Make sure you keep an eye on these as the positions get filled quite quickly. There is also a website dedicated to jobs for students that you can find here.
4. Find Sponsors
This is where your imagination comes in. Start thinking about getting individuals to ‘sponsor’ your training. This can include family members, friends, businesses, media and anyone else you can think of. To do this you need to get people to believe in you and to become aware of your talents. A short video of you performing and a well written letter or email can get you a lot of notice.
If can find 100 people to sponsor you just 50GBP a year you will raise 5000GBP. That maybe half your tuition fees paid. You need to think of what you can offer your sponsor back in return.
You can give them an end of term letter with a report on your grades, invite them all in groups to watch any performances you are giving and send them photos of yourself throughout the year performing. Some companies might sponsor you if you wear a tee-shirt with their logo on during any public events that you take part in for example. Use your imagination.
Lots of people will believe in you if you are passionate and believe in yourself. There is also a database of sponsors targeted towards the performing arts. You can find that here.
Many prestigious drama schools offer scholarships for talented students and have details of these on their website. Each drama school has their own rules for meeting the required criteria. Dance and Drama Awards also offer scholarships to talented students.
DaDA hold auditions for these scholarships and students are not expected to pay the money back afterwards. For details of DaDA and what they offer visit this link.
To keep up with the latest news, applications and success stories regarding scholarships for actors visit this page.
6. Charities, trusts and foundations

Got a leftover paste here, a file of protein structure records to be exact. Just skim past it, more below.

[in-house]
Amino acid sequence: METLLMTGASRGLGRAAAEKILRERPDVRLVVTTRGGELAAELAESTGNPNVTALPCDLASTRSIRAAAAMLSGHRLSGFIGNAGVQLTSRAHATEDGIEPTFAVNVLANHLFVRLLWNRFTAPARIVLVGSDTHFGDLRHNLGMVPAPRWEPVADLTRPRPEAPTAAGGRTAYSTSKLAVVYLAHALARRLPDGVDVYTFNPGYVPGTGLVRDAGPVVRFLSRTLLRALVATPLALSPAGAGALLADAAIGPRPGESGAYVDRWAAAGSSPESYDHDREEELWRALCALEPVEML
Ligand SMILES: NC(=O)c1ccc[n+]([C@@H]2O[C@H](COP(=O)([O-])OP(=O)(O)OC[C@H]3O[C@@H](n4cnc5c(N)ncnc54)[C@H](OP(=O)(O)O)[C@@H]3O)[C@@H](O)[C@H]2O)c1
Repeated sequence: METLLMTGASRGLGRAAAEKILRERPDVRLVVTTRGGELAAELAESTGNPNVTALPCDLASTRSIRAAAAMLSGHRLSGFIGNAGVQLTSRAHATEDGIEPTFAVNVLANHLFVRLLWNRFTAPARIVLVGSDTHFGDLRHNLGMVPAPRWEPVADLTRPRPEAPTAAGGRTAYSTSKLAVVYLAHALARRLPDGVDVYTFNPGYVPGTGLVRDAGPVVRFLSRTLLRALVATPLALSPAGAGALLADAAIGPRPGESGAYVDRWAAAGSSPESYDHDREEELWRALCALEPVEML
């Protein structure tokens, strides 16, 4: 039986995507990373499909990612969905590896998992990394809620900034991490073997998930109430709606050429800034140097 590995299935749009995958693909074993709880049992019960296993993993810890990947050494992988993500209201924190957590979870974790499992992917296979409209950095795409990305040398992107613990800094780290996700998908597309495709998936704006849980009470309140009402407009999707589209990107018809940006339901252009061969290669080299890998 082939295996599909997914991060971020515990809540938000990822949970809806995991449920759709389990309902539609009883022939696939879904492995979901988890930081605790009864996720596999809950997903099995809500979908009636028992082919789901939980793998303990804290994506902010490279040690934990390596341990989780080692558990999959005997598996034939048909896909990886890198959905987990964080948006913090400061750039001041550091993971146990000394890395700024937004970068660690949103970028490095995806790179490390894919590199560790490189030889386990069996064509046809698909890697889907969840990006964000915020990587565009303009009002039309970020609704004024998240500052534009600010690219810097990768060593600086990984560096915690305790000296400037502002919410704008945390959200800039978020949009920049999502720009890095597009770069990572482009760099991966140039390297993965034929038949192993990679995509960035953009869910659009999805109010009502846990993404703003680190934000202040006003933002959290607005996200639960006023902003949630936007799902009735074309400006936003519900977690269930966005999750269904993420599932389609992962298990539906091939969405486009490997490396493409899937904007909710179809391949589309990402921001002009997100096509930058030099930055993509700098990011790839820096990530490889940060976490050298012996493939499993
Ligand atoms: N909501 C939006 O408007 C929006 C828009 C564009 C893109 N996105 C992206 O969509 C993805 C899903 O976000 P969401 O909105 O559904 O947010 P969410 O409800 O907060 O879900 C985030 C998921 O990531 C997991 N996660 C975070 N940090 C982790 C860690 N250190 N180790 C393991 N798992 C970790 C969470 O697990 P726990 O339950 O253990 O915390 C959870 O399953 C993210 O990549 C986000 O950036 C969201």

There are a vast amount of charities, trusts and foundations that will also help students and individuals in the performing arts. Some offer bursaries, grants towards tuition fees, help with audition costs and many others. The best way to see if they can help you is to contact them all individually.
Write a letter to them and make it as personal as possible. If you have been offered a place at drama school but your finances might prevent you from taking the place offered then tell them so in the letter. Tell them why you think you would benefit from some assistance and why you think you can achieve at drama school.
For sources of drama charities and trusts visit this page.
7. Personal Fundraising
Fundraising is not as difficult as it seems. For example, you can organize a raffle at your local theatre if you can get them to donate a free ticket as a prize for example. People are likely to participate in fundraising for a good cause. If you have friends that have a band and you can find a venue, see if they will do a gig for you.
Perhaps you could run a marathon or do a bungee jump and get sponsorship money. As long as you are clear to people that you are raising the money to get yourself through drama school most people will support whatever event you are doing. You could even ‘auction’ yourself off for the day to the highest bidder and do chores around someone’s house if they bid the highest.
There are numerous ways to fundraise so don’t be afraid to try anything that might draw in the crowds.
As you can see there are ways for you to pay your drama school studies, you just need to be prepared to get yourself out there, apply for whatever is on offer and don’t give up. Lots of pennies quickly become pounds so good luck and follow your dreams.
However, in some cases, none of these ways on funding drama school training may be a good option. In that case, my best advice to put off drama school training altogether (at least for now), and instead focus on your acting career from the get go, without going to a reputable drama school.
If you’re starting acting with no experience and training, read this book and then take small actions that don’t cost you a lot of money. Get a survival day job, join a cheap acting class in London, start auditioning actively for anything to build up your credits and move forward this way. Try to get a talent agent and a manager at some point.
After progressing in this direction, you may have saved up enough money after 1-2 years for a drama school credit, plus you will also have a lot more experience and credits, will be a much better actor and – most importantly – may not even need to go to a drama school at all.